How retailers can compete against Amazon as the retail giant expands further into online grocery (AMZN)

Keep your friends close and your enemies closer. That’s the strategy e-tailers will have to adopt if they want to compete with Amazon. To fight back against the e-commerce giant’s expanding dominance, other online retailers must understand exactly why and how customers are buying on Amazon — and which aspects of the Amazon shopping experience they can incorporate into their own strategic frameworks to win back customers.

Business Insider Intelligence

Business Insider Intelligence, Business Insider’s premium research service, has obtained exclusive survey data to give e-tailers the tools to figure out how to do just that.

We fielded the Amazon study to members of its proprietary panel, reaching over 1,000 US consumers – primarily hand-picked digital professionals and early-adopters – to gather their insights on Amazon’s role in the online shopping experience.

Here’s what we found.

First, why is Amazon so popular?

Amazon is ubiquitous. In fact, a whopping 94% of those surveyed said they’d made a purchase on the site in the last twelve months. And of those who did, the vast majority believed Amazon’s customer experience was simply better than its leading competitors’ — specifically eBay, Walmart, Best Buy, and Target.

The biggest contributor to Amazon’s superior experience? Free shipping, of course. According to Amazon’s 2017 annual report, the company actually spent $21.7 billion covering customers’ shipping costs, a number that’s been compounding over the past few years.

Not only is free shipping included for all Prime members as part of their subscriptions but, of all e-tailers listed in the survey, Amazon also offers the lowest minimum order value for non-subscription members to qualify for the perk (just $25). The pervasiveness of free (and fast) shipping is steadily heightening customer expectations for the online shopping experience — and forcing competitors to offer similar programs and benefits.

Who exactly is shopping on Amazon?

The survey results showed that across generations for a large minority of respondents, Amazon is a standard part of their typical shopping process. Nearly a third (32%) of respondents said they begin their online shopping process on Amazon. Of those who do start their journeys elsewhere, 100% ended up purchasing something from Amazon at some point over the last 12 months.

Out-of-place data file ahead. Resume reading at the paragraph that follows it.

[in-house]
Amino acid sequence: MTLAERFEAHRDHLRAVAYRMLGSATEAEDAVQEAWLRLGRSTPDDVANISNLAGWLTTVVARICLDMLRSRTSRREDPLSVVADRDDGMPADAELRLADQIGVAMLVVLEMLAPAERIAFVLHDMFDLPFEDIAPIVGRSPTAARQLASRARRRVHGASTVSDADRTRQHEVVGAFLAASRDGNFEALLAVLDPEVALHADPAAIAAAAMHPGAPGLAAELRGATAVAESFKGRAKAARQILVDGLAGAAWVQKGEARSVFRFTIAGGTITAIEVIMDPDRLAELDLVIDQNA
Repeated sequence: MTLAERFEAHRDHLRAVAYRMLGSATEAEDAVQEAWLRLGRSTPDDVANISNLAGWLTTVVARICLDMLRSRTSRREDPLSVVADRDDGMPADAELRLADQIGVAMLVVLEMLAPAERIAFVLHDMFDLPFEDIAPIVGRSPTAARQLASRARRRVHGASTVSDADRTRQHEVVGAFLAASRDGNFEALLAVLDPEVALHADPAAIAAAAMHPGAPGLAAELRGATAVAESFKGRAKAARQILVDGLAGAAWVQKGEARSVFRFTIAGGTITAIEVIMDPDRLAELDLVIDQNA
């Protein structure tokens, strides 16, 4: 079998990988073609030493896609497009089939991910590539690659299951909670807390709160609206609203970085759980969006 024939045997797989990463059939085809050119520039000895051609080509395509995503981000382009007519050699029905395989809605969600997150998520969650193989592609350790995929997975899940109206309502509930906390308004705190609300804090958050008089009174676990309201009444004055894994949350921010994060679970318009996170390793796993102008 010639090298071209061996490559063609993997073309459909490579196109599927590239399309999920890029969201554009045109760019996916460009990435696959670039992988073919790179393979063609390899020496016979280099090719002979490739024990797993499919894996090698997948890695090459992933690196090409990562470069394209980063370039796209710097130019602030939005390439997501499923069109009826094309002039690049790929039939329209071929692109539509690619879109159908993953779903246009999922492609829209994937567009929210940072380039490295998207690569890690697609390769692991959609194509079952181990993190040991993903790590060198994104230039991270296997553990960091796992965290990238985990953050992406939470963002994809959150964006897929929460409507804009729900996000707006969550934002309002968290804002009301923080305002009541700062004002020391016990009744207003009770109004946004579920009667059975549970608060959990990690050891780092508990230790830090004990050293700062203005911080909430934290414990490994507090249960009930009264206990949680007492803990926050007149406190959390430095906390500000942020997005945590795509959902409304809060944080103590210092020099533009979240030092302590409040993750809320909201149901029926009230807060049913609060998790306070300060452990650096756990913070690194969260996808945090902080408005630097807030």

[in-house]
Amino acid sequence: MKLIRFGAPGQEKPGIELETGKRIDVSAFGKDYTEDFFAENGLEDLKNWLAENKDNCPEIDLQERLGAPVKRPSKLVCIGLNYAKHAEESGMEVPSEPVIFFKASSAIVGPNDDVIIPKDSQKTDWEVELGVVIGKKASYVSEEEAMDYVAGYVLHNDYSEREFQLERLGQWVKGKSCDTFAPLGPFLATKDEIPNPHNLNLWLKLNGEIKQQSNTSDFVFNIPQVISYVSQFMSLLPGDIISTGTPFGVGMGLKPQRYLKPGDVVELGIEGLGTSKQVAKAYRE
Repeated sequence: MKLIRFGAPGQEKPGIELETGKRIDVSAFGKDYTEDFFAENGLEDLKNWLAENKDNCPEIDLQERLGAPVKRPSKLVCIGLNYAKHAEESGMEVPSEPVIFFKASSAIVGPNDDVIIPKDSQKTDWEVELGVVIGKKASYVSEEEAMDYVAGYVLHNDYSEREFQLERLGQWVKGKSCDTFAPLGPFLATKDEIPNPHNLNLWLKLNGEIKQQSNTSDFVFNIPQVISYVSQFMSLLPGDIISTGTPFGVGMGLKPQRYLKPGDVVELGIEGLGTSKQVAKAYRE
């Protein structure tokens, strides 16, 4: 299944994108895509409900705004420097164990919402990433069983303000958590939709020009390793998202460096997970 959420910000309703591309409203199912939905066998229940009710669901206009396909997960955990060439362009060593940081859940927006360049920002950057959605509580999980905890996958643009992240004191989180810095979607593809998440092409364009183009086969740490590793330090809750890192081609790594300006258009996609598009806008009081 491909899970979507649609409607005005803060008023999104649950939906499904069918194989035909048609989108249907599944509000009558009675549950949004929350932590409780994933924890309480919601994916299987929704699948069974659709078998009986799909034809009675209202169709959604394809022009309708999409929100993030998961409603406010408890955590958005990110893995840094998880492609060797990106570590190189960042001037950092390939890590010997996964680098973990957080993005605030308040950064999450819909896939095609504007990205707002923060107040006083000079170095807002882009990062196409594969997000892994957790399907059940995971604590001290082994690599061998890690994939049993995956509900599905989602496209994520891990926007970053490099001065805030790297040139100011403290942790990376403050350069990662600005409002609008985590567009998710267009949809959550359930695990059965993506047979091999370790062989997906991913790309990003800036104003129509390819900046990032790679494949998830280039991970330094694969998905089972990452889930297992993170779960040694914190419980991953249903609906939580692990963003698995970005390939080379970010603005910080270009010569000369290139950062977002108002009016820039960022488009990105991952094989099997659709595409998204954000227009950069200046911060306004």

Based on the trends in responses, Business Insider Intelligence segmented out three different types of Amazon shoppers, each with unique implications for how competitors could evolve their strategies:

  • Amazon loyalists: This group of consumers is most committed to shopping on Amazon. E-tailers must understand what has made Amazon their default experience — and how they could be pried away.
  • Comparison shoppers: This consumer segment looks at other sites before ultimately completing a purchase with Amazon, which could allow e-tailers to find success at the bottom of the purchase funnel. E-tailers should focus on what they can do more of to steal sales away at the end of the purchasing process.
  • Open-search shoppers: These consumers start their online product search away from Amazon, often with specific reasons including what they’re looking for and why they’re not looking on Amazon. Other e-tailers have the opportunity to attract these shoppers from the beginning of the purchase funnel — keeping them from ever venturing to Amazon.

What’s next?

Amazon is looking to upend the grocery industry again, this time by launching a new grocery chain separate from Whole Foods.

The first location — there will reportedly be dozens — is set to open in Los Angeles by the end of 2019, and Amazon’s signed at least two more leases for stores that would open in early 2020, though Amazon could still back out, sources told The Wall Street Journal.

Amazon is also in talks to open locations in shopping centers in major cities including Seattle, San Francisco, Chicago, Washington D.C., and Philadelphia, and may supplement its expansion plans by acquiring regional chains with around a dozen locations each. The stores are expected to stand around 35,000 square feet; for context, standard Whole Foods stores are approximately 43,000 square feet on average, according to CNBC. It’s unknown if the chain will bear Amazon’s branding.

This is one of many questions surrounding the new grocery chain, so Business Insider Intelligence has highlighted the most important ones into The 5 Biggest Questions Around Amazon’s New Grocery Chain. Click below to receive a FREE download of this report.

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